The situation in the Diet looks calm for now. The debate on the fiscal 1999 government budget, the most important item before the Diet, is proceeding smoothly. The budget bill has already cleared the Lower House and is expected to pass the Upper House around March 20, well before the start of the new fiscal year.

But clouds are gathering on the horizon. April’s Tokyo gubernatorial election, the highlight of the coming local elections, is likely to be a free-for-all with potentially negative ramifications for the ruling Liberal Democratic Party. Former U.N. Undersecretary Yasushi Akashi, the LDP candidate chosen after a bruising partisan battle, faces a bumpy road ahead. An LDP defeat in the Tokyo election could shake up the party leadership and even the administration of Prime Minister Keizo Obuchi.

The Tokyo poll, however, is a tempest in a teapot compared with the much larger issues that are set to jolt Japanese politics over the long haul. First, political parties are moving to set up a Diet panel to review the Japanese Constitution. Second, moves are afoot to retool the election system for the Lower House (single-seat districts coupled with proportional representation). And third, a suprapartisan group is looking for ways to rein in the runaway budget deficit. This group, which calls itself the Forum Concerned about Fiscal Deficits, held its inaugural meeting in late February.

It is highly significant that these long-term fundamental issues are coming up at around the same time. These questions will affect the nation’s future in critical ways, depending on how they develop.

A suprapartisan group excluding the Social Democrats and the Communists decided at a general meeting last month to create a Diet committee that would study a wide range of constitutional questions. The group, headed by former Foreign Minister Taro Nakayama, is called the League of Parliamentarians to Create a Research Committee on the Constitution.

Revamping the current Lower House election system is looming as a hot issue in part because some parties are harking back to the old system of multiple-seat districts, which has been roundly criticized as the seedbed of money-driven politics. It is widely acknowledged that the single-seat/proportional representation system is not working properly. For example, a Lower House member elected under the proportional formula can quit to run again in his district’s by-election (a person elected proportionally is considered lower in rank than one elected directly).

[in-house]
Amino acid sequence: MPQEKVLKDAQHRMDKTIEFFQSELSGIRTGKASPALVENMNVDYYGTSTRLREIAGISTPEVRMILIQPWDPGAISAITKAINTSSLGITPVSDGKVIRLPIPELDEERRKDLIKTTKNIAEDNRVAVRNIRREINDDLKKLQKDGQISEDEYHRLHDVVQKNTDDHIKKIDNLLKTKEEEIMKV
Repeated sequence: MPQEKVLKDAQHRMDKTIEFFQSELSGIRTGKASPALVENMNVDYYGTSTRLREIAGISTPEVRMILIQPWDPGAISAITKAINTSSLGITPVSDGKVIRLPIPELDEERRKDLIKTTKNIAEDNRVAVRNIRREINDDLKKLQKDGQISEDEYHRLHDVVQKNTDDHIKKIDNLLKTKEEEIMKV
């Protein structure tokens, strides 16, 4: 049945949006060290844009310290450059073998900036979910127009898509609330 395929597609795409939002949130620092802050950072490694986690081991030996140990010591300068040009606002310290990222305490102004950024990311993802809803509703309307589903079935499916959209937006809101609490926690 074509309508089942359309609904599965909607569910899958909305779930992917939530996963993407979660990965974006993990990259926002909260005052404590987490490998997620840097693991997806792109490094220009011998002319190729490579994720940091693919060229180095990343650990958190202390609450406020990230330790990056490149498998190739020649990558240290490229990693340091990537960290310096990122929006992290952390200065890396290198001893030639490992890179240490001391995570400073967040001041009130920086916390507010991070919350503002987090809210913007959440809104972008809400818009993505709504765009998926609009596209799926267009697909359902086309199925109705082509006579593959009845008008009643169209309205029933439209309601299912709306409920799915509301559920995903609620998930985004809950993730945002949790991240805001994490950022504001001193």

Finally, the ballooning budget deficit — the result of an aggressive fiscal policy aimed at reviving a sick economy — is the most urgent issue facing the Diet. It directly affects the lives of the people, who are increasingly concerned about the nation’s economic future.

The Obuchi administration, which took over from the Hashimoto administration six months ago, has changed fiscal gears to prevent the economy from going into a deflationary tailspin. But massive bond issues, designed chiefly to finance public-works projects, have inflated the budget deficit and the national debt. At this rate, warns the Forum Concerned about Fiscal Deficits, the government could eventually go bankrupt.

How these three long-term issues develop in the months and years ahead bears close watching. The fortune of the Obuchi Cabinet depends in no small measure on how it grapples with these overriding themes, which will likely determine the shape of this nation as it prepares to enter a new century.

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